System Center Essentials 2010 (SCE) relies on SQL Server Reporting Services (SSRS) to show what’s going on with your infrastructure.  As I mentioned in part 1, you need to either set this up at install time or point to an existing installation of SSRS. Once you have done that the reports you get will depend on which management packs you installed and whether you elected to setup SCE to manage virtual machines. I have made a short screencast introducing reporting in SCE here.

    Other things to note, if the screencasts aren’t your thing:

    • You can put your own reports in the SCE reporting folders and they’ll show up in SCE. You can write your own reports or customise what’s provided (make a copy or you could loose your work if the report is updated by a SCE update) using Report Builder or BI development studio that come with SQL Server.
    • You can subscribe/schedule reports to run from the Report Manager portal. The screens to help you do this are smart enough to prompt you to complete any parameters needed by a report. 
    • The virtualisation reports that are inherited form System Center Virtual Machine Manager (SCVMM) will exclude the SCE server itself form the utilisation reports which confused me as in my demo rig SCE is simply another virtual machine.

    This is the last in the series on SCE, and if you now want to try any of the stuff I have shown you over the last few weeks it’s included in  the TechNet Subscriptions  here or you can get a time bombed trial version here.

  • Project Atlanta part 1 – Introduction

    In the post Christmas rush to get fit the well off will have personal trainers assigned to them to help get back into shape. Similarly in the world of SQL there is an abundance of experts to help ensure that SQL server is as lean and mean as possible, however not everyone can afford that expertise, or to have it applied to every instance /database they have.  So there are also tools to also provide this sort of advice, but these often need their own infrastructure and expertise is still needed to interpret the findings. This could be mitigated by moving to SQL Azure but that doesn’t work for every one or every scenario so on uncared for SQL Server databases will be a fact of life for some time, so in attempt to address this Microsoft have launched project Atlanta.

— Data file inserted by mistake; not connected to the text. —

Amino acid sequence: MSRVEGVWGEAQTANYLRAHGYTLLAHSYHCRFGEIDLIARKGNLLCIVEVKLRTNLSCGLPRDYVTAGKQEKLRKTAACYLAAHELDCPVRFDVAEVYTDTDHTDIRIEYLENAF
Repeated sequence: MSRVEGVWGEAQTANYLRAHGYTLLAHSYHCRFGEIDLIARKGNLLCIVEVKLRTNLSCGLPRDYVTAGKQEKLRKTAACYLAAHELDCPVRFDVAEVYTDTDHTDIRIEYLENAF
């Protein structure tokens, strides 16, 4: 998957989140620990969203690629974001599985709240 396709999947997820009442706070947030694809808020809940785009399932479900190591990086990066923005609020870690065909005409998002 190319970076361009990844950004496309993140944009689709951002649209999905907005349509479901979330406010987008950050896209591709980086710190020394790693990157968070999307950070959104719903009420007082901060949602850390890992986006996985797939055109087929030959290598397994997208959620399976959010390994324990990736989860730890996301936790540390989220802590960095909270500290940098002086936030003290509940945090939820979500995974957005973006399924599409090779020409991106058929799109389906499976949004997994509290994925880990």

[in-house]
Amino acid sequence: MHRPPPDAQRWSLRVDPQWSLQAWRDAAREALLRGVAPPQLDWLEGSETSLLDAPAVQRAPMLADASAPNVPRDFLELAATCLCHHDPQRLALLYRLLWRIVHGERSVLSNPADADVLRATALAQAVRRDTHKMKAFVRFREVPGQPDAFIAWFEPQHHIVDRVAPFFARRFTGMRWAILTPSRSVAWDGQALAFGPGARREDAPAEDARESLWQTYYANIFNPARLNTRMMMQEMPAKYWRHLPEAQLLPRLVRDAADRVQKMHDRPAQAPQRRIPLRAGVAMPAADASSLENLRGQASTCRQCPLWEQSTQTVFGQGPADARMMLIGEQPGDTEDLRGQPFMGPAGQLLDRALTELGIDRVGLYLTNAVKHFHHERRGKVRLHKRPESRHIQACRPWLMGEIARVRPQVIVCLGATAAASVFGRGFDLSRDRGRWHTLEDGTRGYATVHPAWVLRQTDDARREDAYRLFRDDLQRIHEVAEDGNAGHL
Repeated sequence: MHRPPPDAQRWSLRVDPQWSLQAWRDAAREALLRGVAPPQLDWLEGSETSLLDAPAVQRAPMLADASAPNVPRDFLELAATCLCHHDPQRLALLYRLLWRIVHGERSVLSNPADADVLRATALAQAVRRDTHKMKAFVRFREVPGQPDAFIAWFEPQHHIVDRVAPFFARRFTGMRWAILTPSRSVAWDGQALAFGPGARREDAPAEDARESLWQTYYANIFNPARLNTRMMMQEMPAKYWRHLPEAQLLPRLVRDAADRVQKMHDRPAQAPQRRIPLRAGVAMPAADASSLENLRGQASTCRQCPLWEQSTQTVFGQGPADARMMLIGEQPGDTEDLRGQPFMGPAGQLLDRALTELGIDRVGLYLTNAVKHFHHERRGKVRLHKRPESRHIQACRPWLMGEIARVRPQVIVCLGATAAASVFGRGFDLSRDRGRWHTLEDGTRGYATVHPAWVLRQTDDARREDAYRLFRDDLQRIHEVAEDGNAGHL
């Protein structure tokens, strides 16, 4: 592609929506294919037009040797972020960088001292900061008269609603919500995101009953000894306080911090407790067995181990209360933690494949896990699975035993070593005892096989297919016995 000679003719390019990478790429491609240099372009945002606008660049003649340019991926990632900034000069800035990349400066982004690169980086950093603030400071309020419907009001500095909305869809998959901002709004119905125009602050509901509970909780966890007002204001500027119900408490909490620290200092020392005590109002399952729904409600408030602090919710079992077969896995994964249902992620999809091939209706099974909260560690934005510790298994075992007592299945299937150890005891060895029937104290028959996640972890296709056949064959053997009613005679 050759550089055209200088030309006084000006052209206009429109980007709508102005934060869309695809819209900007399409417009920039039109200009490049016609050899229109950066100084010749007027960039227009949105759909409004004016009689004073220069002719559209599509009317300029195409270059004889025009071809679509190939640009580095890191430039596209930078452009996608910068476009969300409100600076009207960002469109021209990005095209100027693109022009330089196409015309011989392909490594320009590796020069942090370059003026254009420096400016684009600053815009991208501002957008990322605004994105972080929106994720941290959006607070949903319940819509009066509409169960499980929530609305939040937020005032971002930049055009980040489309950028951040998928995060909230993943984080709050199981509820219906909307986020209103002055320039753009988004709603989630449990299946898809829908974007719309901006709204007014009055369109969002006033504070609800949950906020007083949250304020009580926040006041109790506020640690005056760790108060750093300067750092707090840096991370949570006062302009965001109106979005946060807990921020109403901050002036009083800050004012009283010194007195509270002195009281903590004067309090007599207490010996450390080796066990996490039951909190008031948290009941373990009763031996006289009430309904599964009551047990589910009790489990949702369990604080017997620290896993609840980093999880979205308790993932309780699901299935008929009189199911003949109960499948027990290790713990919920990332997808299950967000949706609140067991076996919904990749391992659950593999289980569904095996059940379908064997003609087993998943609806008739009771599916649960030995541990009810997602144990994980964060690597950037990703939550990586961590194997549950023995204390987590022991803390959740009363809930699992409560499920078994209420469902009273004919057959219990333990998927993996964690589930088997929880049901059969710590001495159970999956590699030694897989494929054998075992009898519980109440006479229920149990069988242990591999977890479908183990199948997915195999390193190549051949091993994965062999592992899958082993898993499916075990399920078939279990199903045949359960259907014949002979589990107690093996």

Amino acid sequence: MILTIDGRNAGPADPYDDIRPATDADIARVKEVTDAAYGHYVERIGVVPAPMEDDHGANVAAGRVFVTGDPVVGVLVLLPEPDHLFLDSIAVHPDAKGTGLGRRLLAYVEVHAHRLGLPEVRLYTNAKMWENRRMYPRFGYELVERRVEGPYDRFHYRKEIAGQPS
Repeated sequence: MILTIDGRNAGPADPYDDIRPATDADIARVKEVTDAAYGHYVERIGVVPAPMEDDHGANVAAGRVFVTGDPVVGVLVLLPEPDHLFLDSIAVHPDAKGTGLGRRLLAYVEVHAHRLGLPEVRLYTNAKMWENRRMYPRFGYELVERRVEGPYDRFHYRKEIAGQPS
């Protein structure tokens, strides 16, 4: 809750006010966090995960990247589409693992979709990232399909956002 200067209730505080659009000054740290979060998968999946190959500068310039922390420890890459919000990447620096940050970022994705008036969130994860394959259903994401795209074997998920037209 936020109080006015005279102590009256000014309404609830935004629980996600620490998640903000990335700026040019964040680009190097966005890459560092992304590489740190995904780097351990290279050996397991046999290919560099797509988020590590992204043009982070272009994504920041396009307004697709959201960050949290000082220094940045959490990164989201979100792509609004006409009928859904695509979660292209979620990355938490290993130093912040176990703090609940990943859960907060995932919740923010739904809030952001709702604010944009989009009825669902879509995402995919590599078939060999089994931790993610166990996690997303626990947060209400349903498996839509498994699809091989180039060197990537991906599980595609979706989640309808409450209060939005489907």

What is it?

    Take the cloud and deploy the backend of System Center Operations Manager complete with the management packs and all the expertise Microsoft has on SQL Server. Next create a Silverlight front end for this it so it can be accessed form anywhere with a live ID. The secret sauce is to have page on this site where you can download an installation package and a certificate to deploy on your SQL Server so that this portal can now monitor the health if your databases and instances.

    However  not many IT Professionals want to have their databases directly accessible from the internet so the other clever bit about Project Atlanta  is that you only need to have one windows server (which may well not have SQL Server on it) connected to the internet for this all to work (called the gateway) . The servers running SQL Server then have agents on which can then talk to the Atlanta service via your gateway as per this diagram I lifted from the Atlanta documentation..